The Top Three Ranking Factors That Impact Your Content SEO
So you’ve decided it’s time to dig into your search engine optimization strategy. There’s no doubt that it can seem overwhelming at first—when there are so many things to consider, where do you even begin?
The good news is that when it comes to improving your search engine rankings, there are some things that have more impact than others, which can help you decide what to work on first. We’ve highlighted the top three ranking factors below.
1. Think Mobile-First
A mobile-first experience is an essential first step towards making Google love you. Now that more and more people are browsing the web on their phones instead of their desktops, it only makes sense for Google to favor websites that serve up the best mobile experiences.
How does this impact your content SEO? Well, you can have the best content in the world, but if your site isn’t mobile-optimized, it’s not going to make the top search results.
Content-wise, you’ll want to make sure that you understand the mobile user journey. Mobile browsing is often more purposeful, as people are looking for specific answers to their questions. This means you must make your content discoverable. Ensure it’s organized in a logical way (by resource type, content format, and persona are common ways to do this), and map out an easy-to-understand navigation bar.
On top of this, you’ll want to make sure your content is divided into digestible sections and your images are optimized for mobile. Even if you have a mobile-responsive site, it’s a good idea to see what your content looks like on your phone in case there are any formatting issues Google might ding you for.
The last thing you'll want to consider when it comes to mobile is page speed. Use Google’s PageSpeed Insights tool to evaluate how long your page takes to load above-the-fold and the time it takes for the full page to load. Google’s tool will even provide suggestions for how you can improve!
2. Focus on Quality Content
Quality content has as many as 77 distinct characteristics that both audiences and Google expect. Here are some things you’ll need to consider with your content:
Know your audience: It’s important to make sure you’re catering to their needs and using the right language. If you’re writing for a highly technical audience (think developers, architects, and system admins), they’re looking for in-depth technical content that uses industry terminology. If you’re not catering to their need (and exclusively publishing thought leadership content), it doesn’t satisfy user intent, and they’ll leave. If you want to be found in search, make sure you’re using words and phrases in your content you want to be found for!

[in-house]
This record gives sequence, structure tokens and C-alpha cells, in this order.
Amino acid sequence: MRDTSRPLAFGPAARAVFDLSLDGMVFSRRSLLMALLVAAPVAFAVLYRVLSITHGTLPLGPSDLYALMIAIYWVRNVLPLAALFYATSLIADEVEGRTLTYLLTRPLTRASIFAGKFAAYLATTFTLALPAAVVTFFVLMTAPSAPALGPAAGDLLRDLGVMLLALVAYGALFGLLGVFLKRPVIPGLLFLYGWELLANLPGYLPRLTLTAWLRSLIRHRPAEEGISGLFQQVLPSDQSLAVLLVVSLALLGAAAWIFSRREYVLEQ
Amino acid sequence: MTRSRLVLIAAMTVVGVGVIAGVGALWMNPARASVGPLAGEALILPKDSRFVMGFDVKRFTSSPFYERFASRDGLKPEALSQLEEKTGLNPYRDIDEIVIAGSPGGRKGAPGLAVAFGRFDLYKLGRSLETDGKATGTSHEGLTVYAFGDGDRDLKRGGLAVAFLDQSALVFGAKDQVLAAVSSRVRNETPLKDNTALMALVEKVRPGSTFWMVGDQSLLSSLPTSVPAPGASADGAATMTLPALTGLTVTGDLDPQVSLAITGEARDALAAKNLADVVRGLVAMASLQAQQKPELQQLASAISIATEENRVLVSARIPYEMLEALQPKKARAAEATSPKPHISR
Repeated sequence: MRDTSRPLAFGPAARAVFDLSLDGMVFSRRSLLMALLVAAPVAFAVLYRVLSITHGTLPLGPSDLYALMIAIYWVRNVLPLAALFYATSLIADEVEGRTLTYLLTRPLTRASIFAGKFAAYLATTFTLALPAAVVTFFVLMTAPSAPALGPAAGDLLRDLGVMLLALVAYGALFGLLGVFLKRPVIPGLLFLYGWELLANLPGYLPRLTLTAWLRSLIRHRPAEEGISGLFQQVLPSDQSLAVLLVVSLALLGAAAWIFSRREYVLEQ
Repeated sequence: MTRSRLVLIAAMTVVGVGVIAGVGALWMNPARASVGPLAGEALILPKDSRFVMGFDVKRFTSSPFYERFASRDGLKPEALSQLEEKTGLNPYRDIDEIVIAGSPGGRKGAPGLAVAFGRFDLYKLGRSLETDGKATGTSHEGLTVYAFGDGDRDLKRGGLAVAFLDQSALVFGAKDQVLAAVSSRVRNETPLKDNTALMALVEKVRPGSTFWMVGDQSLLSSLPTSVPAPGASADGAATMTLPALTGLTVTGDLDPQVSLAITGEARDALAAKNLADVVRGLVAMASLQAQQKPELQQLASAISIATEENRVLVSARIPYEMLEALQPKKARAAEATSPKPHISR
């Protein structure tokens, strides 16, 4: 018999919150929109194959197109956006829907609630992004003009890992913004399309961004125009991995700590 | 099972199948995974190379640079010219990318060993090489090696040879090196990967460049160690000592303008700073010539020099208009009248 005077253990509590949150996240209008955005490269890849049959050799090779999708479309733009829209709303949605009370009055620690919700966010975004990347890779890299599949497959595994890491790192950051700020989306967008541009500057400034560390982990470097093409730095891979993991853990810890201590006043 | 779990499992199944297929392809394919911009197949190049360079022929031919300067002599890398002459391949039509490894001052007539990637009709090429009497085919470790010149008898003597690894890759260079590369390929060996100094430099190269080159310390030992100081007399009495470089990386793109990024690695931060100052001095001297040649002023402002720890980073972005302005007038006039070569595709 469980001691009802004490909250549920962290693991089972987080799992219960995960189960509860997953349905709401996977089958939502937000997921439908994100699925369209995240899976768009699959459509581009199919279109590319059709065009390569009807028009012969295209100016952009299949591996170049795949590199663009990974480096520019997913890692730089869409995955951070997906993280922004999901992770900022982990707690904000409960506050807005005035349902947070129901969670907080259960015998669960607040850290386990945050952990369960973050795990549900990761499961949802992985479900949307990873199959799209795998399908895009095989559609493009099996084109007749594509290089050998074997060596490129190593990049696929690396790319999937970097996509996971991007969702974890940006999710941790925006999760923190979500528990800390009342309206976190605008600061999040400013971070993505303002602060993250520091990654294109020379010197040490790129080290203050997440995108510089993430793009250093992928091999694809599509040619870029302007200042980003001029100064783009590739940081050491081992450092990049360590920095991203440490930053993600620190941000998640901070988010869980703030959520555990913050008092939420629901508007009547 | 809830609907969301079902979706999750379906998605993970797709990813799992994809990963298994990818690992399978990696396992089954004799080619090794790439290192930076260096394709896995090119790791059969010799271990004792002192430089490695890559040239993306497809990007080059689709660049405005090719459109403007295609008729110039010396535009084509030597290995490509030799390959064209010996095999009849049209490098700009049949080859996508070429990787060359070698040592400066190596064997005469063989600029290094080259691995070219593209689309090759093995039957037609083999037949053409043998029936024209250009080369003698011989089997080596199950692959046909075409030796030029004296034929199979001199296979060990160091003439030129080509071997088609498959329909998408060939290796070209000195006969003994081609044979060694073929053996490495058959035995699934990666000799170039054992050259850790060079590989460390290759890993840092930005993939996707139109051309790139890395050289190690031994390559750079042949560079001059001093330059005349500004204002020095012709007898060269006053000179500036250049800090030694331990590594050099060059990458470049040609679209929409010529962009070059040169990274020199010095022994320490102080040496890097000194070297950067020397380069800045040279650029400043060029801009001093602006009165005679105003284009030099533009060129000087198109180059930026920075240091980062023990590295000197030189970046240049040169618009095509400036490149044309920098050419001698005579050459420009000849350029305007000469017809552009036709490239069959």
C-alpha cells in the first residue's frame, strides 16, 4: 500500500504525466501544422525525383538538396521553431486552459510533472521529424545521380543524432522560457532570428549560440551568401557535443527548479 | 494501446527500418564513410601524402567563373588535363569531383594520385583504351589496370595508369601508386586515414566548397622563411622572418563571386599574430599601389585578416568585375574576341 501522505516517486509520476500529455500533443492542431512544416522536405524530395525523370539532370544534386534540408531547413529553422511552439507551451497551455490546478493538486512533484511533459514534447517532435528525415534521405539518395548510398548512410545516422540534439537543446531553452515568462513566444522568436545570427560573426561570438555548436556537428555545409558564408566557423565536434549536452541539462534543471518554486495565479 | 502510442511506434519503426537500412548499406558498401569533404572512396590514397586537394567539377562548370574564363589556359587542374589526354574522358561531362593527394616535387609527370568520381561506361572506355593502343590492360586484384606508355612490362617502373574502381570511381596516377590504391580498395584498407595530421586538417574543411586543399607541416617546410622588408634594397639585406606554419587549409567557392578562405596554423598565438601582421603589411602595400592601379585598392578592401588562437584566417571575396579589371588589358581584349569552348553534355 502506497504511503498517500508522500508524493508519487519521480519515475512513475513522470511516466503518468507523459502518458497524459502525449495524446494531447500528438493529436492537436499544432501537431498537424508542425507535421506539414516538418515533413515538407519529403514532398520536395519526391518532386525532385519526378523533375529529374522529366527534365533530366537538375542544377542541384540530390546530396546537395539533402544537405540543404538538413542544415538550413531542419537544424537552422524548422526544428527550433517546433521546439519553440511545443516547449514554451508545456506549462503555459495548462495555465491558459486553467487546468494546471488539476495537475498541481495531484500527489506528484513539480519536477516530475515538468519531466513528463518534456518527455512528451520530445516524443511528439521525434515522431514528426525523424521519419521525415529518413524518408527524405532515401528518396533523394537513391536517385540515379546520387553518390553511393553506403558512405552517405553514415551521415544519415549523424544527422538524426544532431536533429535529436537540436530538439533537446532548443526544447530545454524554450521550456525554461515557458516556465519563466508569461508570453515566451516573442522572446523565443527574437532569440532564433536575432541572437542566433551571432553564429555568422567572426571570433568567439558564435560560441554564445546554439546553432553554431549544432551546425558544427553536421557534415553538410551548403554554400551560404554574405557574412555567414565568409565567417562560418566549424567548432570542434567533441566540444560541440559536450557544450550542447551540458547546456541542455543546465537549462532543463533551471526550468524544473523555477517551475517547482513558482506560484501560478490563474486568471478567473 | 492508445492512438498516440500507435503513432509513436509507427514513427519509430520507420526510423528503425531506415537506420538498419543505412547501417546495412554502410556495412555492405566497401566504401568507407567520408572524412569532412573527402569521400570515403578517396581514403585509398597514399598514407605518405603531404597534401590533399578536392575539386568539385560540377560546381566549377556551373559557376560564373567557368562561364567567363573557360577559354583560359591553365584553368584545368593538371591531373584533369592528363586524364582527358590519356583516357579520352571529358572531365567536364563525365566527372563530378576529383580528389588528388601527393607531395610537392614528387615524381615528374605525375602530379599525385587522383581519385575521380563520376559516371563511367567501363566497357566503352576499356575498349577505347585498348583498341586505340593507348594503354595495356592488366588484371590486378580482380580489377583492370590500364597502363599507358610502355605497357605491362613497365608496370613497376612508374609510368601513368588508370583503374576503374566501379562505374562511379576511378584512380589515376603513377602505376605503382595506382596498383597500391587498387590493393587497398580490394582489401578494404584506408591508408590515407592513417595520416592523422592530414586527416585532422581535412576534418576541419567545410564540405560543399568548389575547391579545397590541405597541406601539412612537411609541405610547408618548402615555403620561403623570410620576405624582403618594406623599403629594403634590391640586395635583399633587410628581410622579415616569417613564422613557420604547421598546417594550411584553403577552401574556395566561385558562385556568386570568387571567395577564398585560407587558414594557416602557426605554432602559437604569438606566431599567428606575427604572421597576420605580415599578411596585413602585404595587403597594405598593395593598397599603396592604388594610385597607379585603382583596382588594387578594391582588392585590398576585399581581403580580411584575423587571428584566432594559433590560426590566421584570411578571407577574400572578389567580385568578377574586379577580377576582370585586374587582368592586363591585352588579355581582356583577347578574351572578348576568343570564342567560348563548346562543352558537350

Write enticing SERP snippets: Search engine result page (SERP) snippets are what appear when your site shows up in search results. This is one of the most important SEO tasks when it comes to your content! Irrelevant or boring snippets discourage clicks, getting you less traffic, and, over time, can even decrease your rankings. The quality of your SERP snippet is just as important as the quality of your content, so don’t neglect it.
Provide value: To stand out against your competitors, you want to provide the most value. Cover topics in-depth. Provide actionable tips, and write detailed topic overviews that answer both direct and related questions. Target long-tail keywords to perform better in search and provide answers to questions no one else is covering. That’s how you’ll make your content stand out.
Outside of your blog content, you’ll also need to be mindful of your SEO titles, meta descriptions, and URLs—this is what’s considered your technical SEO. While some CMSs will automatically populate these, you’ll want to make sure all of these fields are custom-written to inspire clicks. Remember, a title that makes sense within the context of your blog might not entice people to click through on Google.
3. Experiences On- and Off-Page
You didn’t think we’d get through this post without highlighting the importance of experience, did you? Google is smart, but it’s still not able to navigate a webpage or engage with content in the same way that you or I can, so it relies on signals from users to gauge their experiences.
These are a few experience-related things to consider that happen on- and off-page that will affect your SEO:
Headings: If people (and search engines) are getting lost amidst all the text on your page, that’s not a good experience. Headings (<h1>, <h2>, <h3>, <h4>, <h5>, and <h6>) should be organized in a logical way that indicates what the section is about.
Engagement: Do users spend time engaging with your page, or do they leave quickly? If Google notices that people are bouncing away from your content, it sends the signal that there’s something off about your page, and Google won’t want to send more people back there.
User signals: If you have a Google My Business listing that users are engaging with, that’s good news for you! Every time someone clicks on the website, phone number, or writes a review on your Google My Business listing, Google notices that your business is something that people are interested in engaging with.
Social media: Who’s sharing your content on social media? Are they respected sources? Do you get a lot of social shares? Social media shares are another signal to search engines that your website is an experience worth sharing.
A Place to Start
Remember, these three ranking factors are the starting point for your SEO strategy. There’s definitely a lot to cover, but breaking it into manageable chunks makes tackling your SEO strategy a little less overwhelming. In time, you’ll find yourself getting more popular with search engines and searchers alike.